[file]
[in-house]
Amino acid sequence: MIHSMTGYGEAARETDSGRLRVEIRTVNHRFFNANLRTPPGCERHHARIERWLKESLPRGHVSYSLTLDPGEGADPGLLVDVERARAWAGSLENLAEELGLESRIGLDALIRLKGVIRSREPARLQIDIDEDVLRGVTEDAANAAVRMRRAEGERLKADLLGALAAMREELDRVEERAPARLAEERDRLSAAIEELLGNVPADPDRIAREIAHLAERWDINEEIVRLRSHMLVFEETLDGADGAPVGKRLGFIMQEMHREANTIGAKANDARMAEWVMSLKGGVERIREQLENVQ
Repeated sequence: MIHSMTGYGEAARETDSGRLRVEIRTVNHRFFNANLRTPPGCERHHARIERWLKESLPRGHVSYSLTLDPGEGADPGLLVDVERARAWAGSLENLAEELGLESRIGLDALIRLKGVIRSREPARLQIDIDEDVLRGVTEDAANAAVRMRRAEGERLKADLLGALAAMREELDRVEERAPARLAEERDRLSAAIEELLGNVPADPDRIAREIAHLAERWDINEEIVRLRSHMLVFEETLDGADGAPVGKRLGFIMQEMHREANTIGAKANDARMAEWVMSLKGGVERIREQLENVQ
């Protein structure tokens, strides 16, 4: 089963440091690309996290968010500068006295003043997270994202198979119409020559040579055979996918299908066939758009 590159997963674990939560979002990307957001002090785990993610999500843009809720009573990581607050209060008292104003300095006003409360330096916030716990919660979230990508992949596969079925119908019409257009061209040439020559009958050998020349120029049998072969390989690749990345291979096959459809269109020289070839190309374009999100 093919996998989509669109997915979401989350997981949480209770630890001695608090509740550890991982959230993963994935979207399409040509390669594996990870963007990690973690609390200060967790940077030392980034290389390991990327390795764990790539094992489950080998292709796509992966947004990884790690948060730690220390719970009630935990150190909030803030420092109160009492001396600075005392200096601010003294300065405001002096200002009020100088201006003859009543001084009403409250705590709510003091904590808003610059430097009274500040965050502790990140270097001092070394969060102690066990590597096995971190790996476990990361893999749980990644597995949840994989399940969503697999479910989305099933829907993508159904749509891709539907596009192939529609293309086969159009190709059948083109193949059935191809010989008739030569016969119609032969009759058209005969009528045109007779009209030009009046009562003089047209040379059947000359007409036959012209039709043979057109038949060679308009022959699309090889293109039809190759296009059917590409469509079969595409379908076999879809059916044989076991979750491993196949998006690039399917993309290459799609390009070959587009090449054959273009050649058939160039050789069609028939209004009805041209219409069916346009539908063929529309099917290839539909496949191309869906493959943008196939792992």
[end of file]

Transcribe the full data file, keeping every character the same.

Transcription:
[in-house]
Amino acid sequence: MIHSMTGYGEAARETDSGRLRVEIRTVNHRFFNANLRTPPGCERHHARIERWLKESLPRGHVSYSLTLDPGEGADPGLLVDVERARAWAGSLENLAEELGLESRIGLDALIRLKGVIRSREPARLQIDIDEDVLRGVTEDAANAAVRMRRAEGERLKADLLGALAAMREELDRVEERAPARLAEERDRLSAAIEELLGNVPADPDRIAREIAHLAERWDINEEIVRLRSHMLVFEETLDGADGAPVGKRLGFIMQEMHREANTIGAKANDARMAEWVMSLKGGVERIREQLENVQ
Repeated sequence: MIHSMTGYGEAARETDSGRLRVEIRTVNHRFFNANLRTPPGCERHHARIERWLKESLPRGHVSYSLTLDPGEGADPGLLVDVERARAWAGSLENLAEELGLESRIGLDALIRLKGVIRSREPARLQIDIDEDVLRGVTEDAANAAVRMRRAEGERLKADLLGALAAMREELDRVEERAPARLAEERDRLSAAIEELLGNVPADPDRIAREIAHLAERWDINEEIVRLRSHMLVFEETLDGADGAPVGKRLGFIMQEMHREANTIGAKANDARMAEWVMSLKGGVERIREQLENVQ
């Protein structure tokens, strides 16, 4: 089963440091690309996290968010500068006295003043997270994202198979119409020559040579055979996918299908066939758009 590159997963674990939560979002990307957001002090785990993610999500843009809720009573990581607050209060008292104003300095006003409360330096916030716990919660979230990508992949596969079925119908019409257009061209040439020559009958050998020349120029049998072969390989690749990345291979096959459809269109020289070839190309374009999100 093919996998989509669109997915979401989350997981949480209770630890001695608090509740550890991982959230993963994935979207399409040509390669594996990870963007990690973690609390200060967790940077030392980034290389390991990327390795764990790539094992489950080998292709796509992966947004990884790690948060730690220390719970009630935990150190909030803030420092109160009492001396600075005392200096601010003294300065405001002096200002009020100088201006003859009543001084009403409250705590709510003091904590808003610059430097009274500040965050502790990140270097001092070394969060102690066990590597096995971190790996476990990361893999749980990644597995949840994989399940969503697999479910989305099933829907993508159904749509891709539907596009192939529609293309086969159009190709059948083109193949059935191809010989008739030569016969119609032969009759058209005969009528045109007779009209030009009046009562003089047209040379059947000359007409036959012209039709043979057109038949060679308009022959699309090889293109039809190759296009059917590409469509079969595409379908076999879809059916044989076991979750491993196949998006690039399917993309290459799609390009070959587009090449054959273009050649058939160039050789069609028939209004009805041209219409069916346009539908063929529309099917290839539909496949191309869906493959943008196939792992």